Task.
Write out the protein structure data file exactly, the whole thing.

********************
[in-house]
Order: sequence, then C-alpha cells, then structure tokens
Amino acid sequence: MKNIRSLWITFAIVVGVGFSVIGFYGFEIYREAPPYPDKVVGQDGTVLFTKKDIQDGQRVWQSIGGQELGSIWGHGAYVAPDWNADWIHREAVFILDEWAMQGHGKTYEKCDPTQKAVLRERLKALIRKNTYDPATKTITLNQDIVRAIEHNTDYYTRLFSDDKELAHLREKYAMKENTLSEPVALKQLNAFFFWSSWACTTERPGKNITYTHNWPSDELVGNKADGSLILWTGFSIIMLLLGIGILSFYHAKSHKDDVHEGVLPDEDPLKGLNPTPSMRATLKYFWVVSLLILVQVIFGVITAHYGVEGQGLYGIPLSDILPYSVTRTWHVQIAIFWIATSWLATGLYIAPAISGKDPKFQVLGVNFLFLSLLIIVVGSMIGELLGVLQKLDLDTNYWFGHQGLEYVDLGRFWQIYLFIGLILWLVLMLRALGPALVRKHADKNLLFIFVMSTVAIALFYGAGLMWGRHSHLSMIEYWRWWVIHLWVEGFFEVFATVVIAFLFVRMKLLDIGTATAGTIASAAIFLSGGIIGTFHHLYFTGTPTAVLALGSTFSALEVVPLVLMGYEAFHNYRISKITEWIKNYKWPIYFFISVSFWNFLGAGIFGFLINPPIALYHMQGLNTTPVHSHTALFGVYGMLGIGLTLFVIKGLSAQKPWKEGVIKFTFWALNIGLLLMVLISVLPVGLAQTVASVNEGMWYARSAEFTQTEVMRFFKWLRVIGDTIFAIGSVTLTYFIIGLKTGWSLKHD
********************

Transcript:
[in-house]
Order: sequence, then C-alpha cells, then structure tokens
Amino acid sequence: MKNIRSLWITFAIVVGVGFSVIGFYGFEIYREAPPYPDKVVGQDGTVLFTKKDIQDGQRVWQSIGGQELGSIWGHGAYVAPDWNADWIHREAVFILDEWAMQGHGKTYEKCDPTQKAVLRERLKALIRKNTYDPATKTITLNQDIVRAIEHNTDYYTRLFSDDKELAHLREKYAMKENTLSEPVALKQLNAFFFWSSWACTTERPGKNITYTHNWPSDELVGNKADGSLILWTGFSIIMLLLGIGILSFYHAKSHKDDVHEGVLPDEDPLKGLNPTPSMRATLKYFWVVSLLILVQVIFGVITAHYGVEGQGLYGIPLSDILPYSVTRTWHVQIAIFWIATSWLATGLYIAPAISGKDPKFQVLGVNFLFLSLLIIVVGSMIGELLGVLQKLDLDTNYWFGHQGLEYVDLGRFWQIYLFIGLILWLVLMLRALGPALVRKHADKNLLFIFVMSTVAIALFYGAGLMWGRHSHLSMIEYWRWWVIHLWVEGFFEVFATVVIAFLFVRMKLLDIGTATAGTIASAAIFLSGGIIGTFHHLYFTGTPTAVLALGSTFSALEVVPLVLMGYEAFHNYRISKITEWIKNYKWPIYFFISVSFWNFLGAGIFGFLINPPIALYHMQGLNTTPVHSHTALFGVYGMLGIGLTLFVIKGLSAQKPWKEGVIKFTFWALNIGLLLMVLISVLPVGLAQTVASVNEGMWYARSAEFTQTEVMRFFKWLRVIGDTIFAIGSVTLTYFIIGLKTGWSLKHD